o Yes, all we're doing here is supporting another group of people who happen to have a common goal with us. 3%
o What? Would you just stop politicking and take a hit. 12%

Votes: 99
Results | Other Polls

Related Links
o story
o Also by suntzu

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Bush's Faustian Deal With the Taliban | 30 comments (22 topical, 8 editorial, 0 hidden)
Not Either-Or (3.90 / 11) (#5)
by Komodo321 on Sat May 26, 2001 at 09:19:10 PM EST


While I'm not a great fan of the current president, I don't think he is catering to the Taliban. Its a question of opposing them when the US or World community disagrees, and working with them when there is common interest. The US is not all-powerful, and having some type of diplomatic relations and cooperation might be better than shunning them altogether (and they do feel like international pariahs, although maybe that feeds into their psychology of being spiritually pure and harrassed and martyred for their purity.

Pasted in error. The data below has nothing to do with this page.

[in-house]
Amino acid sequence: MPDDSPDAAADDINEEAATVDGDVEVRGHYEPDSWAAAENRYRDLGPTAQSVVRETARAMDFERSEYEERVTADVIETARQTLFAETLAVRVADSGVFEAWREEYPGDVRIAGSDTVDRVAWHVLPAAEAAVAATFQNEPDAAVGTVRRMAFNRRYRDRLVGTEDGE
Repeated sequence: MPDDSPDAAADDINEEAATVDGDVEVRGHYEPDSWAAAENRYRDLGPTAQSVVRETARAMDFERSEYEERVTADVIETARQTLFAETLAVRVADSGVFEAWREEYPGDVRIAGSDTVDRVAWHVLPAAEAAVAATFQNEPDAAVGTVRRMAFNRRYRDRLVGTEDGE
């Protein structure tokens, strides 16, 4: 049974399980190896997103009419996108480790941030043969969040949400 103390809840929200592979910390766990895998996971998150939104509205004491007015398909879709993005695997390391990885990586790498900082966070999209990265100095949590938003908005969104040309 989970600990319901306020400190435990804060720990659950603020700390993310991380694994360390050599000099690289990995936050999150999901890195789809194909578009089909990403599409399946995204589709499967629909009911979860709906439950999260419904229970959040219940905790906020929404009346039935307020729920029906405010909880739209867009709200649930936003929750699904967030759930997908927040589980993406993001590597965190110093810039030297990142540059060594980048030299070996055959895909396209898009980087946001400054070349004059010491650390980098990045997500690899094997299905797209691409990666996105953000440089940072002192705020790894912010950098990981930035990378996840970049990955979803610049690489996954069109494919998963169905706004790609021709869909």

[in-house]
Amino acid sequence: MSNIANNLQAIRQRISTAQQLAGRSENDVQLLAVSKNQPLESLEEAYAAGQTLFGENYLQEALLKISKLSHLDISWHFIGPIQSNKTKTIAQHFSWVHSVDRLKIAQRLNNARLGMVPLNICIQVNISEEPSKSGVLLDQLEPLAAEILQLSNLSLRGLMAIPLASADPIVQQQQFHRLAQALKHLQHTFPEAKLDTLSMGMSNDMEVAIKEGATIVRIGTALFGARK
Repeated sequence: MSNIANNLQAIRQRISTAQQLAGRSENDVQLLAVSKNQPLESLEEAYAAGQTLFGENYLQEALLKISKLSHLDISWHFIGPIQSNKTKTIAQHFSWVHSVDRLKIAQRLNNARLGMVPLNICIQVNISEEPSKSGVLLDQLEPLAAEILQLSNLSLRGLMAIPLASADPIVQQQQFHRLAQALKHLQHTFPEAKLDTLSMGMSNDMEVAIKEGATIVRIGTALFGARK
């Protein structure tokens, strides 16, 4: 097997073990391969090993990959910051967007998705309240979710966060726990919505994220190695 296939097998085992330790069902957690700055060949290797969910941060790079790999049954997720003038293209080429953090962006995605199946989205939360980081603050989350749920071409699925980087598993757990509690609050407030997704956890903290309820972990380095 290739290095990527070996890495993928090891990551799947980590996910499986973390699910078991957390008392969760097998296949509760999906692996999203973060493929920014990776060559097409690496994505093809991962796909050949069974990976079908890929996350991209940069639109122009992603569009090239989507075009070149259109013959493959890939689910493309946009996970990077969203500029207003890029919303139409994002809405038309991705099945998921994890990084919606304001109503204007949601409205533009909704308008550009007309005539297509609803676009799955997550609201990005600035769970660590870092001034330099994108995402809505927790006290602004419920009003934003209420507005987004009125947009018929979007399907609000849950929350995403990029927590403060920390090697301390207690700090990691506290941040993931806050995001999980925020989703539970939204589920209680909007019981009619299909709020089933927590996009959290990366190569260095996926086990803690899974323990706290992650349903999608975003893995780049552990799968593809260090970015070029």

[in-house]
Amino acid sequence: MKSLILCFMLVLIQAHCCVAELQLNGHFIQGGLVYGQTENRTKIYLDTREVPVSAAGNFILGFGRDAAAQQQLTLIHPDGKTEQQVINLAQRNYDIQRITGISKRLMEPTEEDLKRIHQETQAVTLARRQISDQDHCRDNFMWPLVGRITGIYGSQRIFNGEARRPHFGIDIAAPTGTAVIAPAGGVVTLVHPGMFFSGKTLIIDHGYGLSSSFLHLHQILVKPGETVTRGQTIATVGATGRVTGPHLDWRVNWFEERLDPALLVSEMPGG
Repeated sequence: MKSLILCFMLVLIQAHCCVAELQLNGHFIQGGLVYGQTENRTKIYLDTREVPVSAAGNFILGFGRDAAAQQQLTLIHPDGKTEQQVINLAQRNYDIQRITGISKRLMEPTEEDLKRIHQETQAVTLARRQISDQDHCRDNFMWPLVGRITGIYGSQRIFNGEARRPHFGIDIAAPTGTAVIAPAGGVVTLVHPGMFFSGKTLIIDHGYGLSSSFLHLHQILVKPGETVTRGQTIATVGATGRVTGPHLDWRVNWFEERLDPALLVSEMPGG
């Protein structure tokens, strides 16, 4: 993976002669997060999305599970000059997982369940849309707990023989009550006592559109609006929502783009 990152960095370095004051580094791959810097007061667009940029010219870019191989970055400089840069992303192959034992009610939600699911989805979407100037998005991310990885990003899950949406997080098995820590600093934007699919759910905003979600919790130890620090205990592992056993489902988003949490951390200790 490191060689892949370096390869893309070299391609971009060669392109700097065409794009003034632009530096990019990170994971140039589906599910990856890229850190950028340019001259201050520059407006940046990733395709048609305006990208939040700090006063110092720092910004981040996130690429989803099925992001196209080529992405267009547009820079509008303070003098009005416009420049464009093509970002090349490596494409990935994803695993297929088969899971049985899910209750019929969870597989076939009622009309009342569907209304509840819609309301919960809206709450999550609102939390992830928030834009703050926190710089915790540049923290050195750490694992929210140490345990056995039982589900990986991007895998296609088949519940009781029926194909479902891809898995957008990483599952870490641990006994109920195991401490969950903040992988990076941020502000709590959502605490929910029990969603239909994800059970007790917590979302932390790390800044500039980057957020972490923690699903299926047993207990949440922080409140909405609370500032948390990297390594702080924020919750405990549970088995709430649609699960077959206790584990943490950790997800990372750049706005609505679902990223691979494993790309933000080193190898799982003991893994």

Stranger collaboration occurred on an international program to help reduce pollution going into the Mediterranean Sea. Political enemies put their differences aside to cooperate on something that was important to all of them: Israel and the Arabs, the Greeks and Turks, France and Algeria, etc. The program didn't bring about Utopia, but within the limited scope of the project, the results were good.

disgusting. (3.37 / 8) (#6)
by nickco on Sat May 26, 2001 at 11:04:01 PM EST

This can be nothing else than wrong. I don't understand how anyone, even a politician, could consider giving money to the Afghan Taliban, let alone actually do it!